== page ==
It is inevitable. When bands break up and members go their separate ways comparisons will be made.
This happened to John Lennon, Paul McCartney, George Harrison, and Ringo Starr after the breakup of The Beatles. Mick Jagger saw his stature diminish and Keith Richards saw his increase after they each released solo albums. There are some fans that think none of these musical icons made music as interesting on their own as they did with their arguably more famous bands.
It was tempting to read things into the breakup of Toad the Wet Sprocket. Lead singer Glen Phillips embarked on a solo career while guitarist Todd Nichols and bassist Dean Dinning formed a band of their own (Lapdog) and were eventually joined by drummer Randy Guss (Dinning subsequently left the band). It was difficult not to see a Scott Stapp – Creed - Alter Bridge scenario at work (albeit a more talented incarnation).
Lapdog’s Near Tonight sounded a lot like Toad with a little more guitar with a little less lyrical development while Phillips’ record could at times be a bitter pill to swallow. Nichols took the sound while Phillips took the voice. Abulum is an excellent record but listening to it could become a chore, as the darkness was at times oppressive. Phillips made attempts at humor and lighter fare but these songs were weighted down by the seriousness of the production and were outweighed by the darker-themed songs. He toured extensively to promote the disc while Nichols kept Lapdog at home. Lapdog released its second CD (Mayfly); Phillips released a live album and participated in some other side projects. Toad reunited and broke up again. Phillips has returned with a new solo album, Winter Pays for Summer, to be released by the Lost Highway label as Lapdog begins work on album three.
Winter Pays for Summer takes many of the good elements of Abulum and improves upon them. The subjects remain somber but have been sweetened by pop arrangements and production. Abulum sounded at times like a collection of well rehearsed, polished demos while Winter Pays for Summer sounds alive. Abulum had a singer/songwriter feel while Winter sounds like the work of a band.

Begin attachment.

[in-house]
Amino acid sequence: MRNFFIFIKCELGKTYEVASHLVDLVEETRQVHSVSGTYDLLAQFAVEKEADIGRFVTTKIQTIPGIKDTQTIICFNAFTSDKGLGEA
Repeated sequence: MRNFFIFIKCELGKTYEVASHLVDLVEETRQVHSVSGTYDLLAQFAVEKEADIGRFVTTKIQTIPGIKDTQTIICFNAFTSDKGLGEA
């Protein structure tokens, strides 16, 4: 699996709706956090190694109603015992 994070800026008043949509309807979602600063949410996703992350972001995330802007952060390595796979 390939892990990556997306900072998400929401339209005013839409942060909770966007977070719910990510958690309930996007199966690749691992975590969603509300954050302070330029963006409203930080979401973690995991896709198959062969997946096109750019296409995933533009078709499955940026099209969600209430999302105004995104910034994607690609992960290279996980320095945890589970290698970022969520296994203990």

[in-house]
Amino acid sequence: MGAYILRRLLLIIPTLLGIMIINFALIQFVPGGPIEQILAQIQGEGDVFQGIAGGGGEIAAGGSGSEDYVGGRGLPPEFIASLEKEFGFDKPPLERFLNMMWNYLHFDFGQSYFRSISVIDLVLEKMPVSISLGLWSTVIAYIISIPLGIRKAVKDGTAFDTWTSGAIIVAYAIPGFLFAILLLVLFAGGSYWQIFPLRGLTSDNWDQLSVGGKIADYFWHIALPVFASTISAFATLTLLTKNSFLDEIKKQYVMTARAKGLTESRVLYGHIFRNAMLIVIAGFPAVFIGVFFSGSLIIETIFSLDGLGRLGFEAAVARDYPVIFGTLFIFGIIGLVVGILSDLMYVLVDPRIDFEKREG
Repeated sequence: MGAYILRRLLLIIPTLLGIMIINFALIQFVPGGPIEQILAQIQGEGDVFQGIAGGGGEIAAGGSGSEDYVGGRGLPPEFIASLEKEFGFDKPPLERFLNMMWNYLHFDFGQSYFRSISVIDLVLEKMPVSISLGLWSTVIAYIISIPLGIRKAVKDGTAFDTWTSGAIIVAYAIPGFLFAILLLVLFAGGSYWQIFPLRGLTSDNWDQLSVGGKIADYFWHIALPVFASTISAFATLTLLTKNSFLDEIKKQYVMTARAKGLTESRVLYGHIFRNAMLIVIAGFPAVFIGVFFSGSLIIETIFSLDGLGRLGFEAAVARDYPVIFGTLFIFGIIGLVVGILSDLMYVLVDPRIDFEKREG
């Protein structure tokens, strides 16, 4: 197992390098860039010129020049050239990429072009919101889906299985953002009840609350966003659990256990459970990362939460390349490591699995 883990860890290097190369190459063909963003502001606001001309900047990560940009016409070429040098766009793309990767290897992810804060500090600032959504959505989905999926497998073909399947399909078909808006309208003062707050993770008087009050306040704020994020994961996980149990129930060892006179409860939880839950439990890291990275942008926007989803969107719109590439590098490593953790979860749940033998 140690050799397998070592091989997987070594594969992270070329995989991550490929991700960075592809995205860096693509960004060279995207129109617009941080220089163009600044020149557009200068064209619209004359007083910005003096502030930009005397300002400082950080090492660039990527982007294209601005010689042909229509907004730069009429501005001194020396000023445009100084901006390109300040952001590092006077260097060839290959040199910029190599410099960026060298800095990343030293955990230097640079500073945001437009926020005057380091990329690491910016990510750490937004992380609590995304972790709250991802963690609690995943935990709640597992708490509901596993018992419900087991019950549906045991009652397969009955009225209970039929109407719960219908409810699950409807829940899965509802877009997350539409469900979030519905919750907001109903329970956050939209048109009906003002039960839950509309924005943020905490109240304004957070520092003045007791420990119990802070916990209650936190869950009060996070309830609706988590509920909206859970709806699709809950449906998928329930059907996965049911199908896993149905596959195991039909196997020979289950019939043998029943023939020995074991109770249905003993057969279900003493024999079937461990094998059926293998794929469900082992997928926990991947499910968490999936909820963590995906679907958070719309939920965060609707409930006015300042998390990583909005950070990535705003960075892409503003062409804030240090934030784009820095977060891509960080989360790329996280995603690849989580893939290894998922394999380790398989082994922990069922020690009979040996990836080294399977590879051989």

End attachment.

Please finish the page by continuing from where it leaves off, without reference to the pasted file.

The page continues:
Phillips might have written his best song since the stunning "Windmills" (from Toad’s Dulcinea). He does an amazing thing with the lyrics for "Duck and Cover" (a line from which the album takes its name) taking big, universal truths and expressing them without sounding obvious, vapid, or cliché. He couples these lyrics with a wonderful melody and the song is the highlight of this album and his career. The other crowning achievement of the album comes quickly with the first single and second song "Thankful." This might be Phillip’s most ambitious track with syncopated vocals and swirling guitars and it bursts with more energy than any song he has ever recorded.
If "Courage" and "Released" appeared on Abulum they would have been stripped bare and sounded dour and ponderous. "Cleareyed" and "Falling" follow "Released" and are both very good tracks that close out a strong first half of the album. Both songs feature excellent backing vocals throughout but the harmonies are not as catchy – or perhaps just not as comfortingly familiar -- as what Dinning and Nichols would have provided had these songs appeared on a Toad the Wet Sprocket album.
The second half of the album is still good and features solid songs. This half does not flow as nicely as the first and lacks some of the spark found on songs like "Duck and Cover" and "Thankful." "Halflife" and "True" are two of the best songs on the second half with the latter featuring some of the finest vocals Phillips has ever committed to tape.
The good songs far outweigh the lesser songs and the production and arrangements give Winter Pays for Summer an ear candy effect not heard on a Phillips album since the Toad days. Trimming two songs from the record would have made it a leaner, more satisfying listen but this is a small gripe. Phillips has made his finest solo record to date.